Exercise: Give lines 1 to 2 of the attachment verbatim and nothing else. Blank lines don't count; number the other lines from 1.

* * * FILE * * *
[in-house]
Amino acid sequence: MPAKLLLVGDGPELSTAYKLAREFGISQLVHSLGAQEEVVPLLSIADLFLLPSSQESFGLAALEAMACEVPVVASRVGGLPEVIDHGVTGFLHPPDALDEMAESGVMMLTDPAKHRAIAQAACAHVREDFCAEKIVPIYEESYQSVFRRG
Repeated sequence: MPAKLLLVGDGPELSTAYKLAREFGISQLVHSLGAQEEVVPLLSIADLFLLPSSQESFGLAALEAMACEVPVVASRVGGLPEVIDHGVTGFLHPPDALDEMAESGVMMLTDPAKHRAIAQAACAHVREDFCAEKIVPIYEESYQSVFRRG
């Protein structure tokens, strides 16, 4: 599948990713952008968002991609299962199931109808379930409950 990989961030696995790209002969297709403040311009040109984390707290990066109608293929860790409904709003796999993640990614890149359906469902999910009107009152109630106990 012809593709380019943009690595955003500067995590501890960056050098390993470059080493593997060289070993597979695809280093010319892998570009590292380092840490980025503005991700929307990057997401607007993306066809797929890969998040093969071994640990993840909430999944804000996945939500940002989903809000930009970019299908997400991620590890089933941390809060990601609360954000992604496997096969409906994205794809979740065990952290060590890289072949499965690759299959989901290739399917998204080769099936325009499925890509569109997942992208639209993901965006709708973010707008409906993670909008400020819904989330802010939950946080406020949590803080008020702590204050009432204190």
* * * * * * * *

[in-house]
Amino acid sequence: MPAKLLLVGDGPELSTAYKLAREFGISQLVHSLGAQEEVVPLLSIADLFLLPSSQESFGLAALEAMACEVPVVASRVGGLPEVIDHGVTGFLHPPDALDEMAESGVMMLTDPAKHRAIAQAACAHVREDFCAEKIVPIYEESYQSVFRRG